On the second to last night of his life, Cory Monteith was just back from several days hiking on Vancouver Island, and was bursting with plans to help a charitable performing arts organization for children on Vancouver's Downtown Eastside.
"He wanted to have dinner and discuss expanding his involvement with Project Limelight," co-founder Maureen Webb told The Globe and Mail. "He was very enthusiastic about spending more time with Project Limelight and helping us raise awareness and money."
With the shock of his death still palpable, the Glee star is being remembered on both coasts not just as a Canadian guy who made it big in Hollywood, but as a fine human being who never forgot where he came from, and who was always willing to help a worthy project – whether it be a charity or a low-budget, independent film.
Mr. Monteith, 31, was found dead in a Vancouver hotel room on Saturday. On Thursday night, he had dinner with Ms. Webb and his long-time manager, Elena Kirschner, at the East of Main café. He had just returned from hiking the Juan de Fuca Marine Trail, described by BC Parks as largely "designed for strenuous day or multi-day hiking in this rugged and isolated area."
Ms. Webb believes Mr. Monteith spent about four days hiking. "He said it was an amazing experience. He had a great time."
Ms. Webb is a casting director who helped Mr. Monteith discover acting when he was 19, living in Nanaimo and at loose ends, as he described it in an interview last year.
"She was a friend of a friend who suggested … that I come into her studios and take these acting lessons," Mr. Monteith told The Globe at the Project Limelight launch in May, 2012. "It was that initial inspiration that started me on what's going to be a 10-year career so far, culminating in Glee."
He never forgot it. When Ms. Webb's mother died, she and her sister Donalda Weaver came up with the idea for Project Limelight, and bounced it off Mr. Monteith. He loved the concept, and offered to help. He starred in videos for the organization, he got Richard Branson – and Sir Richard's bank account – involved. He was here last year for the launch, and on Thursday he spoke eagerly about stepping up his involvement – possibly directing a public service announcement, and helping get air conditioning installed.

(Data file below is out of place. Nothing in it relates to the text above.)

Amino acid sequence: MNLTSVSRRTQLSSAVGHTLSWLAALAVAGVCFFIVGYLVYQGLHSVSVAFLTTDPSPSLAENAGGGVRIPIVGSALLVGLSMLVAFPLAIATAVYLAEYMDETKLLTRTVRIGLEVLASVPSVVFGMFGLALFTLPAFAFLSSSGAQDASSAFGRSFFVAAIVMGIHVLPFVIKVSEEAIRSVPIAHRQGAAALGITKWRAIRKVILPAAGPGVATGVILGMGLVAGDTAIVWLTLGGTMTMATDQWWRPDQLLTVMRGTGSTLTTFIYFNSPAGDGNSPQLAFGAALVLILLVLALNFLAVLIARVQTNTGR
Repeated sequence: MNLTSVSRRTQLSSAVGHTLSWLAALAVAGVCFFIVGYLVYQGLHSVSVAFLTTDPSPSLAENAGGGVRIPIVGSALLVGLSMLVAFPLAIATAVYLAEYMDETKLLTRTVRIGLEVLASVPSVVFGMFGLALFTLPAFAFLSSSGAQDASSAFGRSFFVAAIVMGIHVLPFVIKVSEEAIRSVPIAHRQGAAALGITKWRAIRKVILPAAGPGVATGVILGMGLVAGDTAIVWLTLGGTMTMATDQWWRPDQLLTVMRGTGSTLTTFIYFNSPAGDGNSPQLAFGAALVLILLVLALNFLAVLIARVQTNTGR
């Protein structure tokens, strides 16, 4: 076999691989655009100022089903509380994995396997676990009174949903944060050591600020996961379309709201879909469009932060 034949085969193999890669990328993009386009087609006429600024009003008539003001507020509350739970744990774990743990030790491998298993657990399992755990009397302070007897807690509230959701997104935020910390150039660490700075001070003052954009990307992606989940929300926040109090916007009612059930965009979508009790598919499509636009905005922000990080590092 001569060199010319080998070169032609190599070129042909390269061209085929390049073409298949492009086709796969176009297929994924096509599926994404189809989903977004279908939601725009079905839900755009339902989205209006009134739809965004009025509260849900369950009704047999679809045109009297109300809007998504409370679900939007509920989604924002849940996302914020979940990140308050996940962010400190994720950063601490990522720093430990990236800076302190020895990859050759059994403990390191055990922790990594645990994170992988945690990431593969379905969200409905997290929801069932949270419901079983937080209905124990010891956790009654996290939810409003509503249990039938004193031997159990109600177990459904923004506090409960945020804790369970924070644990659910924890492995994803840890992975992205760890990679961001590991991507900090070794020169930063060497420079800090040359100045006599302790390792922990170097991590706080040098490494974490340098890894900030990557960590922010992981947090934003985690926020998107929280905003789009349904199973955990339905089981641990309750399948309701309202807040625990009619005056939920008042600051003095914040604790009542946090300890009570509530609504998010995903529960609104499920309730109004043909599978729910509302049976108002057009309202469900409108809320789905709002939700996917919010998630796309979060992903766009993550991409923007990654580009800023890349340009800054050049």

"He kept saying, 'How much is air conditioning going to cost? You've got to get air conditioning. Let's do something about that,'" said Ms. Webb, who recounted a great dinner full of laughs, memories – and plans for the future.
"He wanted to be involved and he made that very clear at our meeting, to tell me that he wanted to commit time to help Project Limelight."
Meanwhile in New Brunswick, director Gia Milani was emotional Monday, as she discussed working with Mr. Monteith on her film All the Right Reasons, which began production exactly one year ago. This wasn't charity work – but Ms. Milani was quick to point out that Mr. Monteith was not well paid, and was doing it because he loved the script and wanted to stretch his acting muscles.
Mr. Monteith plays a big-box store manager whose wife has post-traumatic stress disorder. Ms. Milani sent the script to Mr. Monteith's agent, after seeing the actor interviewed by George Stroumboulopoulos. She then heard from Mr. Monteith himself.
"He called me immediately and said this is for me," she said. "Like within hours of reading it, he phoned. He said he couldn't believe it fell into his lap."
The film shot for four weeks in Halifax last year. With a budget of $1.2-million, Ms. Milani was unable to pay Mr. Monteith the kind of salary the Glee star could have easily demanded. "Oh, he lost money coming to do my film, for sure. He could have done other stuff. He took a big risk. I'm just so grateful."
Last month, on her birthday, June 10, Ms. Milani screened the film for Mr. Monteith and two of his co-stars – Kevin Zegers and Emily Hampshire – in Los Angeles. "He seemed really good, really fit. Healthy, like tons of energy, like he was last year."
Ms. Milani says Mr. Monteith not only displayed his acting chops in the dramatic role, but was also a nice guy – and a prankster. After wrapping his final scene, he revealed that he had hidden his signature Ray-Ban sunglasses in every one of his shots. "He said, 'During the DVD commentary, I will point them out to you,' and then he reached over and pulled them out from where he had hidden them. I don't know where the rest of them are. … And now I will have to go back and actually look for them."